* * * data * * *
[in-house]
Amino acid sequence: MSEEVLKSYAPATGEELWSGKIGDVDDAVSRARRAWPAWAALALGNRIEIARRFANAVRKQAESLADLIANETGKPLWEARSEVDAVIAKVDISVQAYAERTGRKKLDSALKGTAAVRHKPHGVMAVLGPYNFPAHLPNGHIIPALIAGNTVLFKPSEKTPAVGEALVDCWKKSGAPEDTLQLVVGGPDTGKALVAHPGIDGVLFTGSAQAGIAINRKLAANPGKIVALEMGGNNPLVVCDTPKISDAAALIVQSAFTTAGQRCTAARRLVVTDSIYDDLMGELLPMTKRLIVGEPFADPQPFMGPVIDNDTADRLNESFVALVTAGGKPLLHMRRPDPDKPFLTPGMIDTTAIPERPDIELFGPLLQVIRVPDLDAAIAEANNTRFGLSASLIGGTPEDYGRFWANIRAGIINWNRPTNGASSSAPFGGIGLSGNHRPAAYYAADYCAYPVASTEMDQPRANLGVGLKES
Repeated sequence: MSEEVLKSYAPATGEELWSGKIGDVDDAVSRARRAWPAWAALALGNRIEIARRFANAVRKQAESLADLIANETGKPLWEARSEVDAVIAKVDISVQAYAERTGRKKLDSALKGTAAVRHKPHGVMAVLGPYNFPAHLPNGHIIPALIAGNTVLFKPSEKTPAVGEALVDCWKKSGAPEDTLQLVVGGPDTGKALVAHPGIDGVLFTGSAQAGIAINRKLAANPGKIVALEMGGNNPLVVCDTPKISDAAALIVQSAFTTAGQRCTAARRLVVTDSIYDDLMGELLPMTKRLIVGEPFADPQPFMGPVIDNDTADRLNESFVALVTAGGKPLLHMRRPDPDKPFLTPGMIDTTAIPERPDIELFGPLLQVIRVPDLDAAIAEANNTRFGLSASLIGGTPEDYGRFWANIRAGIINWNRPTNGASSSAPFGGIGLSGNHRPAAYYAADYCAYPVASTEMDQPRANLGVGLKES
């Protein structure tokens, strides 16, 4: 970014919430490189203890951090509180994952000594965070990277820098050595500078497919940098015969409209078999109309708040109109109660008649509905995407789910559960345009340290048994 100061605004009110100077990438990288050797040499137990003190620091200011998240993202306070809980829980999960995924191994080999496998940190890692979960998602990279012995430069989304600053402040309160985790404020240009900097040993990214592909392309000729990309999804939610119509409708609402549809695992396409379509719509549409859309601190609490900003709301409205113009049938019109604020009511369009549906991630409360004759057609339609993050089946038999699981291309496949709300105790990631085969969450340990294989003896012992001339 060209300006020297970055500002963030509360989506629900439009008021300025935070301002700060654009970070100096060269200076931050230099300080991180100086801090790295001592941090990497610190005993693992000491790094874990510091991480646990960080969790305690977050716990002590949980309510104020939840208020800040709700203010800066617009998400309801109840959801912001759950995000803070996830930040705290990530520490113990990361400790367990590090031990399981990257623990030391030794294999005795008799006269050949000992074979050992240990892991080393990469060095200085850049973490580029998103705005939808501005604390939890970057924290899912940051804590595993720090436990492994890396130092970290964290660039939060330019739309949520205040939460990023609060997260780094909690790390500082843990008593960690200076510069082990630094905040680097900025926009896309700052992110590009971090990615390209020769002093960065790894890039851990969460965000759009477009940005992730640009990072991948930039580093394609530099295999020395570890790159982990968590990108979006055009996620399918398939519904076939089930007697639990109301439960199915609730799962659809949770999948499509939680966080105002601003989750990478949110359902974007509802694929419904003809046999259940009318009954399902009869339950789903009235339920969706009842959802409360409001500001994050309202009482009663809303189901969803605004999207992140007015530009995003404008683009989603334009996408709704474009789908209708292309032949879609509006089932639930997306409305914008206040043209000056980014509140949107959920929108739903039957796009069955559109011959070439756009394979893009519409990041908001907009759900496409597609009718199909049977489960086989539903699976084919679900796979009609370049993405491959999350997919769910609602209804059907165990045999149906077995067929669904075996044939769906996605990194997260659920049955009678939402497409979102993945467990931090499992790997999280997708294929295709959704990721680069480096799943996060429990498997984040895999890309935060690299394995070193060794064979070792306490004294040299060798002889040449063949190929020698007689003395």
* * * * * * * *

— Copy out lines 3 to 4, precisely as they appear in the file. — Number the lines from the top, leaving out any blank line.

Repeated sequence: MSEEVLKSYAPATGEELWSGKIGDVDDAVSRARRAWPAWAALALGNRIEIARRFANAVRKQAESLADLIANETGKPLWEARSEVDAVIAKVDISVQAYAERTGRKKLDSALKGTAAVRHKPHGVMAVLGPYNFPAHLPNGHIIPALIAGNTVLFKPSEKTPAVGEALVDCWKKSGAPEDTLQLVVGGPDTGKALVAHPGIDGVLFTGSAQAGIAINRKLAANPGKIVALEMGGNNPLVVCDTPKISDAAALIVQSAFTTAGQRCTAARRLVVTDSIYDDLMGELLPMTKRLIVGEPFADPQPFMGPVIDNDTADRLNESFVALVTAGGKPLLHMRRPDPDKPFLTPGMIDTTAIPERPDIELFGPLLQVIRVPDLDAAIAEANNTRFGLSASLIGGTPEDYGRFWANIRAGIINWNRPTNGASSSAPFGGIGLSGNHRPAAYYAADYCAYPVASTEMDQPRANLGVGLKES
């Protein structure tokens, strides 16, 4: 970014919430490189203890951090509180994952000594965070990277820098050595500078497919940098015969409209078999109309708040109109109660008649509905995407789910559960345009340290048994 100061605004009110100077990438990288050797040499137990003190620091200011998240993202306070809980829980999960995924191994080999496998940190890692979960998602990279012995430069989304600053402040309160985790404020240009900097040993990214592909392309000729990309999804939610119509409708609402549809695992396409379509719509549409859309601190609490900003709301409205113009049938019109604020009511369009549906991630409360004759057609339609993050089946038999699981291309496949709300105790990631085969969450340990294989003896012992001339 060209300006020297970055500002963030509360989506629900439009008021300025935070301002700060654009970070100096060269200076931050230099300080991180100086801090790295001592941090990497610190005993693992000491790094874990510091991480646990960080969790305690977050716990002590949980309510104020939840208020800040709700203010800066617009998400309801109840959801912001759950995000803070996830930040705290990530520490113990990361400790367990590090031990399981990257623990030391030794294999005795008799006269050949000992074979050992240990892991080393990469060095200085850049973490580029998103705005939808501005604390939890970057924290899912940051804590595993720090436990492994890396130092970290964290660039939060330019739309949520205040939460990023609060997260780094909690790390500082843990008593960690200076510069082990630094905040680097900025926009896309700052992110590009971090990615390209020769002093960065790894890039851990969460965000759009477009940005992730640009990072991948930039580093394609530099295999020395570890790159982990968590990108979006055009996620399918398939519904076939089930007697639990109301439960199915609730799962659809949770999948499509939680966080105002601003989750990478949110359902974007509802694929419904003809046999259940009318009954399902009869339950789903009235339920969706009842959802409360409001500001994050309202009482009663809303189901969803605004999207992140007015530009995003404008683009989603334009996408709704474009789908209708292309032949879609509006089932639930997306409305914008206040043209000056980014509140949107959920929108739903039957796009069955559109011959070439756009394979893009519409990041908001907009759900496409597609009718199909049977489960086989539903699976084919679900796979009609370049993405491959999350997919769910609602209804059907165990045999149906077995067929669904075996044939769906996605990194997260659920049955009678939402497409979102993945467990931090499992790997999280997708294929295709959704990721680069480096799943996060429990498997984040895999890309935060690299394995070193060794064979070792306490004294040299060798002889040449063949190929020698007689003395």